- In addition, this stops sample clogging and permits for higher sample inputs to be used.
- Cell sorters
- After processing, cell sorters are a type of classic flow cytometer that permits the user to collect the samples following they have been processed.
- To do this, use a cell separator to segregate the cells that have a positive parameter from those who have a negative value.
- Imaging Flow cytometer
- Imaging cytometers are cytometers that integrate fluorescence microscopy with regular cytometers.
- Single cell and population-level fluorescence measurements can be made quickly with an imaging-cytometer by measuring morphology and several fluorescence parameters.
Applications/Uses of Flow cytometer
There are several applications for flow cytometry, such as molecular biology, pathology and immunology as well as plant and marine biology. These are some of the most prevalent applications:
- Leukemia and other malignancies can be detected with this technique in clinical laboratories.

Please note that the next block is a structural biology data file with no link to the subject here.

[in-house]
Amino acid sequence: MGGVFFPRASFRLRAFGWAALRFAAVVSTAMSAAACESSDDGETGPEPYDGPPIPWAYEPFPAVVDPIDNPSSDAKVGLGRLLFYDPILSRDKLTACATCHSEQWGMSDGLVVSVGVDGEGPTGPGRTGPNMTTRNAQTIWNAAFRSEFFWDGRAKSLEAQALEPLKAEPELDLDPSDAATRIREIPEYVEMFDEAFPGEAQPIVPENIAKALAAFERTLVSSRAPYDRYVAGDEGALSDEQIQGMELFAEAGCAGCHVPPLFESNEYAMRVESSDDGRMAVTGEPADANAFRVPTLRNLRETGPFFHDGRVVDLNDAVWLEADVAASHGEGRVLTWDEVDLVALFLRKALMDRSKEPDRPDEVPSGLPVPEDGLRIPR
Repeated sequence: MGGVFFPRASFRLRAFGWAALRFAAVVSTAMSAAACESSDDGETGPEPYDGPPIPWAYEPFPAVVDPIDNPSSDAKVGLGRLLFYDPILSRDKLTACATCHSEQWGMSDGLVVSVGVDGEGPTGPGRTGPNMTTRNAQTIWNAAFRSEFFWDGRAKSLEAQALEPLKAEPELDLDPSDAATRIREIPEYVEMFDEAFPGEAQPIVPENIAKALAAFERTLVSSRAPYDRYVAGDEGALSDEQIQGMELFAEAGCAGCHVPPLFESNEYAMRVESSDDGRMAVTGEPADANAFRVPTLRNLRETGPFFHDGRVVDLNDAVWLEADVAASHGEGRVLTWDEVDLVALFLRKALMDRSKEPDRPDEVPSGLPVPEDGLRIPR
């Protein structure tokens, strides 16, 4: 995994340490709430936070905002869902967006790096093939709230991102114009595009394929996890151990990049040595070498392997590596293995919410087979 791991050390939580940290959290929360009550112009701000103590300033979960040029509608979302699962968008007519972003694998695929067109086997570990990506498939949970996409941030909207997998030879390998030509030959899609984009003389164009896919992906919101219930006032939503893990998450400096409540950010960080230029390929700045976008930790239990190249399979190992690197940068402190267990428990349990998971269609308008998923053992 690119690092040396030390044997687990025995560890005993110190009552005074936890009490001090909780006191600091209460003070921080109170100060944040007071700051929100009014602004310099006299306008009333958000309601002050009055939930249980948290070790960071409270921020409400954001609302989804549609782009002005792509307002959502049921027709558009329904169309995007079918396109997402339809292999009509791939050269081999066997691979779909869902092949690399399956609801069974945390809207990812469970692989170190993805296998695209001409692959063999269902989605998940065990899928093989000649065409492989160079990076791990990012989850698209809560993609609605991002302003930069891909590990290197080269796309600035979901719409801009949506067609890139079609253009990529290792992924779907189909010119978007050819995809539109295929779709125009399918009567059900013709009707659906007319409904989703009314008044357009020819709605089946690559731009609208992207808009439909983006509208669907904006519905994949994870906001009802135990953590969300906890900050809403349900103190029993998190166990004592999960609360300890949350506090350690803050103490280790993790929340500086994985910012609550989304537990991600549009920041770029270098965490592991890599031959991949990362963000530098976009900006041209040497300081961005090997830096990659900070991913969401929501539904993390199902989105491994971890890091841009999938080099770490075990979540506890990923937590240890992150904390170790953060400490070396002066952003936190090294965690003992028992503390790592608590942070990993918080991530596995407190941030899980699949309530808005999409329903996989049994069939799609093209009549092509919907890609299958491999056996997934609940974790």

- This can be done by using cytometers such as cell sorters to physically separate the cells of interest.
- Using fluorescent markers, it may be used to detect DNA content.
- As a result of utilising fluorescent dye for four separate stages of the cell cycle, flow cytometers can analyse replicating cells.
- For the study of multi-drug resistant bacteria in the blood and other samples, acoustic flow cytometers are utilised.
- According to the differences in morphological and biochemical changes, flow cytometers can detect the different stages of cell death (apoptosis and necrosis).
Limitations of Flow cytometer
- Because of the way it works, we can’t get any information about the intracellular location or distribution of proteins.
- In the long run, debris accumulates, which might lead to erroneous results.
- Staining and sample preparation require a lot of pre-treatment, which takes a long time.
- Costly and labor-intensive, flow cytometry is only feasible with highly qualified workers.
Flow cytometer Citations
- McKinnon K. M. (2018). Flow Cytometry: An Overview. Current protocols in immunology, 120, 5.1.1–5.1.11. https://doi.org/10.1002/cpim.40
- Dean, P.N. and Hoffman, R.A. (2007), Overview of Flow Cytometry Instrumentation. Current Protocols in Cytometry, 39: 1.1.1-1.1.8. DOI:1002/0471142956.cy0101s39
- – https://www.sciencedirect.com/science/article/pii/S0169409X04001838